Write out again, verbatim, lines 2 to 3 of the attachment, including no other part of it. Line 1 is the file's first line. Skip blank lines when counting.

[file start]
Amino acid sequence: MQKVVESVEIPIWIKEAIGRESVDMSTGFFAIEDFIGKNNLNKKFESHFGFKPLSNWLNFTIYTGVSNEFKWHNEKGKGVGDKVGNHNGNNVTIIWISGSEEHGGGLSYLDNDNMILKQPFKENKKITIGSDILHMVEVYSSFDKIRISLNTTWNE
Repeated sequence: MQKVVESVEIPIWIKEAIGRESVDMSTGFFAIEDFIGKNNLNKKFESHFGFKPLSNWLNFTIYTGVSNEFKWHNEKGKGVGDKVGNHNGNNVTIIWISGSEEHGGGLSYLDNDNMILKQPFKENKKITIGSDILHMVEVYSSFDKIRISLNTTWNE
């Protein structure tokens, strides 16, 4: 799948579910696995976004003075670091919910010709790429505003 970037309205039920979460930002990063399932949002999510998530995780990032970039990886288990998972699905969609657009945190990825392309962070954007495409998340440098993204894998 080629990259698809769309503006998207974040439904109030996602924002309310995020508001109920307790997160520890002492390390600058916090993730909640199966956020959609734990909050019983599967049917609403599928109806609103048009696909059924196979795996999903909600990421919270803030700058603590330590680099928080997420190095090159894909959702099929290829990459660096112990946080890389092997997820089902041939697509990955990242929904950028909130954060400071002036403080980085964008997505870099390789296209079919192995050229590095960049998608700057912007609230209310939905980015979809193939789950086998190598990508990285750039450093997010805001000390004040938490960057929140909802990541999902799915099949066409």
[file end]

Repeated sequence: MQKVVESVEIPIWIKEAIGRESVDMSTGFFAIEDFIGKNNLNKKFESHFGFKPLSNWLNFTIYTGVSNEFKWHNEKGKGVGDKVGNHNGNNVTIIWISGSEEHGGGLSYLDNDNMILKQPFKENKKITIGSDILHMVEVYSSFDKIRISLNTTWNE
């Protein structure tokens, strides 16, 4: 799948579910696995976004003075670091919910010709790429505003 970037309205039920979460930002990063399932949002999510998530995780990032970039990886288990998972699905969609657009945190990825392309962070954007495409998340440098993204894998 080629990259698809769309503006998207974040439904109030996602924002309310995020508001109920307790997160520890002492390390600058916090993730909640199966956020959609734990909050019983599967049917609403599928109806609103048009696909059924196979795996999903909600990421919270803030700058603590330590680099928080997420190095090159894909959702099929290829990459660096112990946080890389092997997820089902041939697509990955990242929904950028909130954060400071002036403080980085964008997505870099390789296209079919192995050229590095960049998608700057912007609230209310939905980015979809193939789950086998190598990508990285750039450093997010805001000390004040938490960057929140909802990541999902799915099949066409």